2021 article

Biofabricated 3D in vitro model of fibrosis-induced abnormal hepatoblast/biliary progenitors' expansion of the developing liver

Brovold, M., Keller, D., Devarasetty, M., Dominijanni, A., Shirwaiker, R., & Soker, S. (2021, June 5). BIOENGINEERING & TRANSLATIONAL MEDICINE.

By: M. Brovold*, D. Keller*, M. Devarasetty*, A. Dominijanni*, R. Shirwaiker n & S. Soker*

co-author countries: United States of America 🇺🇸
author keywords: 3D organoids; biliary development; fibrosis; HepaRG; hepatic stellate cell
Source: Web Of Science
Added: June 14, 2021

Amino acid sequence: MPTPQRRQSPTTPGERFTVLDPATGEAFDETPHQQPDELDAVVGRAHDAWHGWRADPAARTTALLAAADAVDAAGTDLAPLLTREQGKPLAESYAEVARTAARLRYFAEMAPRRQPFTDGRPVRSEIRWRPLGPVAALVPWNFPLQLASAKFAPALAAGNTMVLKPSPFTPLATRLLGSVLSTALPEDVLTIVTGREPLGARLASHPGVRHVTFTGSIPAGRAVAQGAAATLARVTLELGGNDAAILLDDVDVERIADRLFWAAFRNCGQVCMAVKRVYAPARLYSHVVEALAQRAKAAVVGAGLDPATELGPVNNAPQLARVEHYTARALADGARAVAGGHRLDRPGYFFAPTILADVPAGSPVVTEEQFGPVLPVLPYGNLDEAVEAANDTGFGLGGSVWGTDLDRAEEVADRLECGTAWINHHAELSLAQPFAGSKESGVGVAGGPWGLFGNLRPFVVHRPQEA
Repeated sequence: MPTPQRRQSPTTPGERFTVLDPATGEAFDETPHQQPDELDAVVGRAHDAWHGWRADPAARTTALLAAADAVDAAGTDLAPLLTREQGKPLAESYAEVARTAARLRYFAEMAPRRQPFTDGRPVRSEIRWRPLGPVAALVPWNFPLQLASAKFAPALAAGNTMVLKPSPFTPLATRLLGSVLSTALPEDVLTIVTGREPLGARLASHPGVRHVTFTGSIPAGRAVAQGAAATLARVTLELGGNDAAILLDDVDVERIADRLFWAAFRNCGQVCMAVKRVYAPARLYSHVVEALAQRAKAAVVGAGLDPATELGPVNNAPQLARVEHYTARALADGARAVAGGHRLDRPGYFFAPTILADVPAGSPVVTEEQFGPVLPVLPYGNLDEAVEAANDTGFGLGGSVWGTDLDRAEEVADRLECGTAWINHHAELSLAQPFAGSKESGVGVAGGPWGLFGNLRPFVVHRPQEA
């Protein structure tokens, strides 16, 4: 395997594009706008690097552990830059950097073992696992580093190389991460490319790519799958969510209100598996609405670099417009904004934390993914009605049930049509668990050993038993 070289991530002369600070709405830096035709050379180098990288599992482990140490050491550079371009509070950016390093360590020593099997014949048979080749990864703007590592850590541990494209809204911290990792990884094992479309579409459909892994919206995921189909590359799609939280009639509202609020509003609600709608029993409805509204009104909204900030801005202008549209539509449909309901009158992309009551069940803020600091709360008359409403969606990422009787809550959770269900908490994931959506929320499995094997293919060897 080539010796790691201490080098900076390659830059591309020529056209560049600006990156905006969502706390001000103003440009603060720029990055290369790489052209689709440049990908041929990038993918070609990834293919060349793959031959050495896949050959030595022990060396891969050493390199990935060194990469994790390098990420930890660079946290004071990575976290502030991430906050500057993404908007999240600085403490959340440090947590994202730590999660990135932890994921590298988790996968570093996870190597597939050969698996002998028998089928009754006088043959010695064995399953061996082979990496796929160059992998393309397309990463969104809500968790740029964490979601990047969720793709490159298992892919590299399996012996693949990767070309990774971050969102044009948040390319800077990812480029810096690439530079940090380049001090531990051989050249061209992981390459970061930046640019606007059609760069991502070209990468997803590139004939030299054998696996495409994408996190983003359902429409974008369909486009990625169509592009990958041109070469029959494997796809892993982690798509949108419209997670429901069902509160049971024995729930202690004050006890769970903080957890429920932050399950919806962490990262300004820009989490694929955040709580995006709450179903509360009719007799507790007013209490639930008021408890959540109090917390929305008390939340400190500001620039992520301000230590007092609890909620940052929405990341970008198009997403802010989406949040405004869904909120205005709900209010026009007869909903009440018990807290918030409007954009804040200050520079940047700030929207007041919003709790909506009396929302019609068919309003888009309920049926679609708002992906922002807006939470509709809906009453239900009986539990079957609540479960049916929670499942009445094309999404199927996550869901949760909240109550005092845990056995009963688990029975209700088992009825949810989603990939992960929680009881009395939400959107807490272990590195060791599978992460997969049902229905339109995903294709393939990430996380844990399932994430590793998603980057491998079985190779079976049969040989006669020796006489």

Abstract Congenital disorders of the biliary tract are the primary reason for pediatric liver failure and ultimately for pediatric liver transplant needs. Not all causes of these disorders are well understood, but it is known that liver fibrosis occurs in many of those afflicted. The goal of this study is to develop a simple yet robust model that recapitulates physico‐mechanical and cellular aspects of fibrosis mediated via hepatic stellate cells (HSCs) and their effects on biliary progenitor cells. Liver organoids were fabricated by embedding various HSCs, with distinctive abilities to generate mild to severe fibrotic environments, together with undifferentiated liver progenitor cell line, HepaRG, within a collagen I hydrogel. The fibrotic state of each organoid was characterized by examination of extracellular matrix (ECM) remodeling through quantitative image analysis, rheometry, and qPCR. In tandem, the phenotype of the liver progenitor cell and cluster formation was assessed through histology. Activated HSCs (aHSCs) created a more severe fibrotic state, exemplified by a more highly contracted and rigid ECM, as well higher relative expression of TGF‐β , TIMP‐1 , LOXL2 , and COL1A2 as compared to immortalized HSCs (LX‐2). Within the more severe fibrotic environment, generated by the aHSCs, higher Notch signaling was associated with an expansion of CK19 + cells as well as the formation of larger, more densely populated cell biliary like‐clusters as compared to mild and non‐fibrotic controls. The expansion of CK19 + cells, coupled with a severely fibrotic environment, are phenomena found within patients suffering from a variety of congenital liver disorders of the biliary tract. Thus, the model presented here can be utilized as a novel in vitro testing platform to test drugs and identify new targets that could benefit pediatric patients that suffer from the biliary dysgenesis associated with a multitude of congenital liver diseases.